He continued on the matter at hand, ‘I have always believed friends are friends; they are friends for life. Friends don’t betray friends. Even as President, I can never betray friends. if those friends had issues with me, I expected them to talk to me. That is what friends are for. You do not hold clandestine meetings to fight friends.’
This conversation went on for quite a while before he concluded, ‘If your friends do not stand with you, who will stand with you?’
RB had some serious misgivings against a section of the media that had constantly demonized him and personalized the attacks against him. ‘I would have reacted a long time ago but Dickson (Jere, Press Aide), has prevailed over me. I value press freedom and respect the advice given by my advisors to hold back.’
I responded, ‘Your Excellency, take it as a passing phase. You are being attacked for not prosecting President (Frederick) Chiluba. Accommodating him has turned you into their enemy.’
He explained his position on President Chiluba, ‘What is wrong about treating a fellow human being as human being first even if he is going through court cases? He is a former President for that matter.’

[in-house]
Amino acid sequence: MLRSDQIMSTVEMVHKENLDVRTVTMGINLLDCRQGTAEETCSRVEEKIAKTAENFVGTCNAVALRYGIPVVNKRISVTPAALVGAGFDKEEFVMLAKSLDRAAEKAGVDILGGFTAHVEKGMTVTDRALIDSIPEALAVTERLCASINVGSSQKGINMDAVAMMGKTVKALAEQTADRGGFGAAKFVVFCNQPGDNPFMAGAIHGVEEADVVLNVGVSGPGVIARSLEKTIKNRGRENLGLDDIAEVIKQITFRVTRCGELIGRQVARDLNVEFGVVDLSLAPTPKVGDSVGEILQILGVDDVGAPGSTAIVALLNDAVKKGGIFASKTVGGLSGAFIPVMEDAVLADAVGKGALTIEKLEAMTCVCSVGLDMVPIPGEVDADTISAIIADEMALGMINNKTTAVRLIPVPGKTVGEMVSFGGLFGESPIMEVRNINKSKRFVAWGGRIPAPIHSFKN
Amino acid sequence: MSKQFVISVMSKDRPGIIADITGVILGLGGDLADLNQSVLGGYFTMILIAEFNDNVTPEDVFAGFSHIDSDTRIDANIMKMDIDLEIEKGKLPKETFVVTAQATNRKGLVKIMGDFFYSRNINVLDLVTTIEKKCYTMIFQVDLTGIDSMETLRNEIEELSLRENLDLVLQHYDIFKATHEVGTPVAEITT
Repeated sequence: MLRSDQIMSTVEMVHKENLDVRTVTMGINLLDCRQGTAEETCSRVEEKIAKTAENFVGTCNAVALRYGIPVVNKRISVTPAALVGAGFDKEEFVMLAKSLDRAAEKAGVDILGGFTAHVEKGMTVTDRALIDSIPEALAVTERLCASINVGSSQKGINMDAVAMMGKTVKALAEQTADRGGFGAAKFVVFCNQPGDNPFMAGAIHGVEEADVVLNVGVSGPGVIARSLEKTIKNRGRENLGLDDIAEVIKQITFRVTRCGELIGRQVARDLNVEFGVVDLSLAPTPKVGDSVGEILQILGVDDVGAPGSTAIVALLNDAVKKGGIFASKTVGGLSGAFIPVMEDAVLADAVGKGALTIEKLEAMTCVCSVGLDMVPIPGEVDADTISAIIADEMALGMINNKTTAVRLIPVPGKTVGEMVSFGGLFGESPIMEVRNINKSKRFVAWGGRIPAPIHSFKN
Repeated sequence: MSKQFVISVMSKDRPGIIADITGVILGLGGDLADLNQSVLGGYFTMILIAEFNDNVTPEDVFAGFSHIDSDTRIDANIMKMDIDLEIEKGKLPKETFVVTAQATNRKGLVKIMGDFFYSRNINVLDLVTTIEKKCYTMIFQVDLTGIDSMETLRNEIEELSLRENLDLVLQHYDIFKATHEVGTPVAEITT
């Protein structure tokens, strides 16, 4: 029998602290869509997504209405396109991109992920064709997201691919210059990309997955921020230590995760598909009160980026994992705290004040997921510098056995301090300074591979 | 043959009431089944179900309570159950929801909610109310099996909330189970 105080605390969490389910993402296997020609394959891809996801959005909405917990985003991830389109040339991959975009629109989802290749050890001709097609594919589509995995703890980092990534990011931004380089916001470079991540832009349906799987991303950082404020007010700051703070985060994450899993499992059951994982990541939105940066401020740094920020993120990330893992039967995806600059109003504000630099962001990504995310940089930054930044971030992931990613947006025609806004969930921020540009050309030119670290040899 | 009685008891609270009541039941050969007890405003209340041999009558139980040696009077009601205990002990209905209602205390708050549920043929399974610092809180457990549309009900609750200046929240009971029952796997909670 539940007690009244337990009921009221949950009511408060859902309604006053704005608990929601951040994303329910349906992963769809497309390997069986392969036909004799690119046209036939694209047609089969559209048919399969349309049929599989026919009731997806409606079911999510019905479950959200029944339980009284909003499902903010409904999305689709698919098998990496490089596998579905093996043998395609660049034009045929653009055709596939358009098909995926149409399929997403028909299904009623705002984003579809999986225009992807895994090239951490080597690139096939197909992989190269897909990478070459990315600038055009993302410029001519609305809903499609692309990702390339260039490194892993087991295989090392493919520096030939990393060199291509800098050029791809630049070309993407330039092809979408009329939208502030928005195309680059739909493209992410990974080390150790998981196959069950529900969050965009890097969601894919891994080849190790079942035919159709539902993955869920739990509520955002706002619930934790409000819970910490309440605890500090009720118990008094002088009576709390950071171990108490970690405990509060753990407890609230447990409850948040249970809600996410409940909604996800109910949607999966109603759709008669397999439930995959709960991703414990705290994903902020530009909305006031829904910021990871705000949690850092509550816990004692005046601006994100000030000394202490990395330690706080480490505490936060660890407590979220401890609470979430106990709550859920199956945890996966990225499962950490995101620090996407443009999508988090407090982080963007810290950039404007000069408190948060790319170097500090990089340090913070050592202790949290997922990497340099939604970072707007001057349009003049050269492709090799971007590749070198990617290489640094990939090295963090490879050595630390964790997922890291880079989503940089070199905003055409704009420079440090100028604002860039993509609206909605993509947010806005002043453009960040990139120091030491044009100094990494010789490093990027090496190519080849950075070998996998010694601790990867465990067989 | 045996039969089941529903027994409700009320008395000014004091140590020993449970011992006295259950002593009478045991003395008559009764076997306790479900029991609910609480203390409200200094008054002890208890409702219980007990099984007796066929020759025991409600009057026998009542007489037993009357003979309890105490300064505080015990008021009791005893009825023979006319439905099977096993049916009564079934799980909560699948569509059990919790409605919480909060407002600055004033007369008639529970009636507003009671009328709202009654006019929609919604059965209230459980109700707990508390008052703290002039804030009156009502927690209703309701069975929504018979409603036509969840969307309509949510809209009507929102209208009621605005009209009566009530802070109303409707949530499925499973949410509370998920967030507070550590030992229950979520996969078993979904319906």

MY WORD IS MY BOND
Much of the discussion was about the leader of the United Party for National Development, Hakainde Hichilema (now President of Zambia). He suspected I was close to him. He disclosed there had been several attempts for a coalition or united front ahead of the 2011 elections.
‘I trust the young man HH,’ he narrated. ‘I believe one day he will be president but there is too much polarization on tribal lines. I want to help him.’
According to RB, the arrangement was to make HH Vice President so that in 2016, RB would step down for him. He continued, ‘We have had challenges. In our first meeting, I waited here for over 30 minutes for HH and his delegation. My advisors said to me, “You are the President, and he is an opposition leader, why do you have to wait for him?” I told them that in negotiations, you should focus less on your position and status; lower yourself; it’s give-and-take. This is important when your goal is to unify a country; accommodate everyone. He is a young man and very disciplined.
‘When we finally met, and agreed on a road map, I asked HH to have a press conference to announce our alliance. However, his advisors insisted they needed a written commitment, a kind of contract. They had a point, but I wanted them to trust me. I emphasized that a contract was unnecessary; my word was my bond. Once you agree on something, honour it. He is a very sincere young man and I trust him. When you have a chance to talk to him, assure him I mean really well for him.’
It was now 2100. I saw an opportunity to leave when a visitor from Zimbabwe was ushered in. He introduced me quickly, of course with links to Dolika and as I walked out, he remarked, ‘I will tell Dolika you came, (and) that we had a fruitful discussion.’
On Friday, March 11, 2022, President Rupiah Banda left us after a struggle with cancer. I will remember him as a great man and leader who valued friendships. I loved him greatly.